Andrew Johnson: A Study in Courage

By Lloyd Paul Stryker | Go to book overview

LXXI
BUTLER OPENS FOR THE PROSECUTION

HORACE GREELEY in the columns of his Tribune was doing all he could to fan the flames. From his cornucopias of vituperation he poured forth an unending stream of low abuse upon the President. The day before the recommencement of the trial he excoriated those who had "seduced Andrew Johnson into treachery and violation of law," and praised with passionate pæans the impeachers. "The Republican party," he wrote in words that he was four years later more than to repudiate, "is to America what the Reformation was to Europe. It is the child of the Revolution of 1776. The pen which wrote the Declaration of Independence unconsciously recorded its triumph."1 On the following morning the Tribune took prominent notice of the fact that Thaddeus Stevens was endorsing Grant for President and had announced Wade as his choice for the Vice-Presidency.2

On March the 30th the Senate galleries were crowded with the fashion of the Capital. The diplomats were there, the wives of many of the Senators, and there again, as steady patrons of the drama, were the daughters of the Chief Justice. Carl Schurz had come this day to see and hear.3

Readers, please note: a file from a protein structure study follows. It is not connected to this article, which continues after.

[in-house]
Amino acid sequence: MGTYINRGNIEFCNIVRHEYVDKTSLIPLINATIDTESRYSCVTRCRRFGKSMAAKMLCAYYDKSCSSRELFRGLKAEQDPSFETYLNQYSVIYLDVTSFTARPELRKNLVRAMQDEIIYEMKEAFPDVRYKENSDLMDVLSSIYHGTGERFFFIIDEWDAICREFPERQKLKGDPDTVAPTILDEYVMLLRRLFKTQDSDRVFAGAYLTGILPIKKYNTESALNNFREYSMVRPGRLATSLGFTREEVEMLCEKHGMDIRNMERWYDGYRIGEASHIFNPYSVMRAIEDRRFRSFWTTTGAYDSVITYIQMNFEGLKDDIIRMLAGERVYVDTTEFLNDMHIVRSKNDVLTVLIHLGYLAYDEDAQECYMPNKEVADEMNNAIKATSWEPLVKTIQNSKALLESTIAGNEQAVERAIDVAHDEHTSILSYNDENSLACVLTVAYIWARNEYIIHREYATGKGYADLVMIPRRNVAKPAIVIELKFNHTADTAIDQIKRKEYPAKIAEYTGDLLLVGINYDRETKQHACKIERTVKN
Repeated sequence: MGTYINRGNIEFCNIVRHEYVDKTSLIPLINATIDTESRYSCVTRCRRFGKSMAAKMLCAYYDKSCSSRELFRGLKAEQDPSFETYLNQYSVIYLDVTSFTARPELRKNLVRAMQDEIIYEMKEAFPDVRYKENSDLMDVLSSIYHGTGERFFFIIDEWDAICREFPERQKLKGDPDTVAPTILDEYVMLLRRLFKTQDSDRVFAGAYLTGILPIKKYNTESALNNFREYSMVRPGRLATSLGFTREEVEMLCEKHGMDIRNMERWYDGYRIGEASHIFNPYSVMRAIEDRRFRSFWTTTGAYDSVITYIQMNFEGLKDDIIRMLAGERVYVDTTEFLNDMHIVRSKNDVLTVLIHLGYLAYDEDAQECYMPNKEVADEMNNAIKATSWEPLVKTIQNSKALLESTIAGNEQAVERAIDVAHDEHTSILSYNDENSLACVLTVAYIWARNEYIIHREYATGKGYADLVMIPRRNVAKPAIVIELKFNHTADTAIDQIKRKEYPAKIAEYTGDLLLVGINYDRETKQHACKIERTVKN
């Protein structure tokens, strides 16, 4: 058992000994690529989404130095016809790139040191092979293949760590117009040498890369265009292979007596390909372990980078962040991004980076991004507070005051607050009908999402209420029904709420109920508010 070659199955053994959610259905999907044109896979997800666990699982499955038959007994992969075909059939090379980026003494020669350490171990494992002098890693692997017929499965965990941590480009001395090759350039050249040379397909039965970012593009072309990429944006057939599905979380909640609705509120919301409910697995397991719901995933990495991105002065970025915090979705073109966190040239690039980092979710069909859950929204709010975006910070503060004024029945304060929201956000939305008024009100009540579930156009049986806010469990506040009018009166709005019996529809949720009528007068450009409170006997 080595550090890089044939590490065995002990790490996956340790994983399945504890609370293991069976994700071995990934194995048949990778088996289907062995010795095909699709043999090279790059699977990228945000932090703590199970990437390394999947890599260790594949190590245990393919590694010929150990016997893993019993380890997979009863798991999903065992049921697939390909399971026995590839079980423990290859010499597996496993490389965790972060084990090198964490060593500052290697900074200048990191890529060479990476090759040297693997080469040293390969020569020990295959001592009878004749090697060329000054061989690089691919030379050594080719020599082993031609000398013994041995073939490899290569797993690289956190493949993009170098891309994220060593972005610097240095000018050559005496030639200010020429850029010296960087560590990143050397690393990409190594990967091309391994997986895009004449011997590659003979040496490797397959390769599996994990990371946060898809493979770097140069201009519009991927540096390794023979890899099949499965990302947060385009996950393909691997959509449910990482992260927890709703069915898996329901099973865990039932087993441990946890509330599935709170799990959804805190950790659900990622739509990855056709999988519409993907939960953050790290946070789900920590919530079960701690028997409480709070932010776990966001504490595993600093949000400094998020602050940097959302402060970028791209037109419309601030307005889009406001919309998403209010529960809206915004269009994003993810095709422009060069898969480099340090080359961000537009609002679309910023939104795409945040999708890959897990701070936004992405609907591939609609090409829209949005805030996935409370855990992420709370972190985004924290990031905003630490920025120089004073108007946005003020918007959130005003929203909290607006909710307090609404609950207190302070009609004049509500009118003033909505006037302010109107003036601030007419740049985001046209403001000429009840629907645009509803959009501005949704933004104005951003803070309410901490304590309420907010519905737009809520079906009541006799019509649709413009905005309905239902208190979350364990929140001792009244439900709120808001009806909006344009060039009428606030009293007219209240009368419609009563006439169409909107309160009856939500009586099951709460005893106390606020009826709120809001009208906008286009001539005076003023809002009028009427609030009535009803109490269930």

Long before 12:30, the appointed hour, the Senators were in their seats. The Chief Justice, looking the embodiment of learning, dignity and law, was ushered in. The sergeant-at-arms made proclamation. The President's counsel entered. The sergeant-at-arms announced the presence of the managers. The House of Representatives appear, once more walking two by two, and the court is now prepared to give attention to the opening address of the prosecution. All eyes were riveted on Butler. He was seated at the table facing the Senators and Representatives. The lithe figure of General Stanbery was erect and stiff.

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